DAILY writing challenge?
In which I discuss the last week and its challenges, including thesis presentation, getting a Masters’ degree, and parental visits, and complain about the local news.
Well, never mind that.
Over the last week I’ve been terrifically busy, gathering in all the work I did on my thesis, polishing it to acceptability, formatting it, presenting it to an audience of my classmates and my colleagues. And my parents, who have been so good as to come out across the country for the occasion, and my partner, whom they met for the first time.
I’m so proud of my loved ones. I appreciate all they do for me and for each other. In particular, I am grateful for the way they are coming to know the son they spent twenty five years knowing as a daughter. My father and my partner have bonded over years spent as army medics, and my mother has been, as is her usual preference, a quiet witness with a protective armor that hides a quick wit and a loving heart. I’m grateful to them and for them. I’ve learned things about each of them while they were here.
This morning my mother returns home, and my dad stays to get more sightseeing done. My mother is a homebody. I probably will never be able to talk her into coming to visit again, unless they move here. My dad likes to travel, I think likes it partly because it makes him so stressed out, and he’ll try to see as much of the area’s finer points as he can without getting too overtaxed. I think having them stay with me would have been taxing, but I still wish they were staying over here rather than at a 40-minute drive. My world has contracted to the size of the rapid transit line and easy walking distance therefrom, and I like that smallness and intimacy. I like feeling that twelve miles is too far to go, that four miles is a special trip. And here my parents have flown across a thousand miles to see me.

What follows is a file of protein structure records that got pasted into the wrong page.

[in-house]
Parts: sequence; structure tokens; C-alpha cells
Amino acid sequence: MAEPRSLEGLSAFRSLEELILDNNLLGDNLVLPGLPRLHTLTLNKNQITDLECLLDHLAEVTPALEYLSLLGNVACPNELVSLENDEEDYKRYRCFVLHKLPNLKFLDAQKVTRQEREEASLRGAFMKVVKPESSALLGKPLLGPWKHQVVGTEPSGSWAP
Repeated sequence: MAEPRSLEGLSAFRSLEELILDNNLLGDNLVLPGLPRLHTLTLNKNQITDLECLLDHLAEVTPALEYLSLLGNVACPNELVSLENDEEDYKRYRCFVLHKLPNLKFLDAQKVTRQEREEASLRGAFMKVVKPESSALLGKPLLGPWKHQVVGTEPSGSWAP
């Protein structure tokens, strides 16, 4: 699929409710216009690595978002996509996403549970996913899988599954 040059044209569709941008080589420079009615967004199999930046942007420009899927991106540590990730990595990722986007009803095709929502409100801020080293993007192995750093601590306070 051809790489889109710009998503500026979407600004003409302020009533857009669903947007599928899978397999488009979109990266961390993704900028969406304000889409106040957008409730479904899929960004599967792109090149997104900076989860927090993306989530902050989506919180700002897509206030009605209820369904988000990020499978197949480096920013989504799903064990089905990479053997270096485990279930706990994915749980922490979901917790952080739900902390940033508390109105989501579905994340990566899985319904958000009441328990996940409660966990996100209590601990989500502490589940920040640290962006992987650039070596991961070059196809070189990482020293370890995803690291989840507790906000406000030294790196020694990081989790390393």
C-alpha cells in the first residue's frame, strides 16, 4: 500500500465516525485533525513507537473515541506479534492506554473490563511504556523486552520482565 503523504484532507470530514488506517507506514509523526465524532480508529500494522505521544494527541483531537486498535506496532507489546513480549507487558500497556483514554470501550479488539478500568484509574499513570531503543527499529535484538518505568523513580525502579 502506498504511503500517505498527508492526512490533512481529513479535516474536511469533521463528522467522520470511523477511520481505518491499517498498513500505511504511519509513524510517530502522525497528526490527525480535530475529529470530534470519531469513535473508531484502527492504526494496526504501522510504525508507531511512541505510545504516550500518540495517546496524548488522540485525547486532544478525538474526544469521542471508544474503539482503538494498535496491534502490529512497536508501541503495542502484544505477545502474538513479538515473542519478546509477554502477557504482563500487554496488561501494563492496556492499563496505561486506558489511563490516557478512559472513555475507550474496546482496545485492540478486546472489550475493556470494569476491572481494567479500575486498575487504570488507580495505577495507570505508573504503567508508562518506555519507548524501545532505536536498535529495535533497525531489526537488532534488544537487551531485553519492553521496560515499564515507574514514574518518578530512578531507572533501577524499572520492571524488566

As fuel gets scarcer, we will fly less and less. Eventually my parents and I will probably be trapped on opposite coasts. I might not be able to help them when they need it. Air conditioning is a physical necessity in their home, which is not built to stay cool in summers in the south, and if somehow they are no longer able to afford it, or get gas to drive to get food, the burden of helping them will all fall on my sister. It makes me anxious, and I want to persuade them to move here, where the world is small and food can be just grown, or walked to, and the climate is reasonable. But part of that is that I frame the place I live in as a paradise, when it might not be for my parents.
Last night some of the first same-gender couples got married under the decision of the California State Supreme Court. It is an historic occasion, but also a deeply personal moment of love, celebration, and responsibility for these couples. So I’m repulsed by the insistence of news crews hanging around their ceremonies covering, of all things, how much money it’s making the state wedding industry. For fuck’s sake. I see that you have to make it seem relevant to normal people heterosexuals and all, but how about talking about what it means for their kids? Or driving home the point that, well, actually it’s not relevant to heterosexuals because it won’t have one iota of newsworthy effect on their lives, so those who are afraid that same-gender marriage will Destroy Families can just get hit with a perspective stick, right this fucking minute.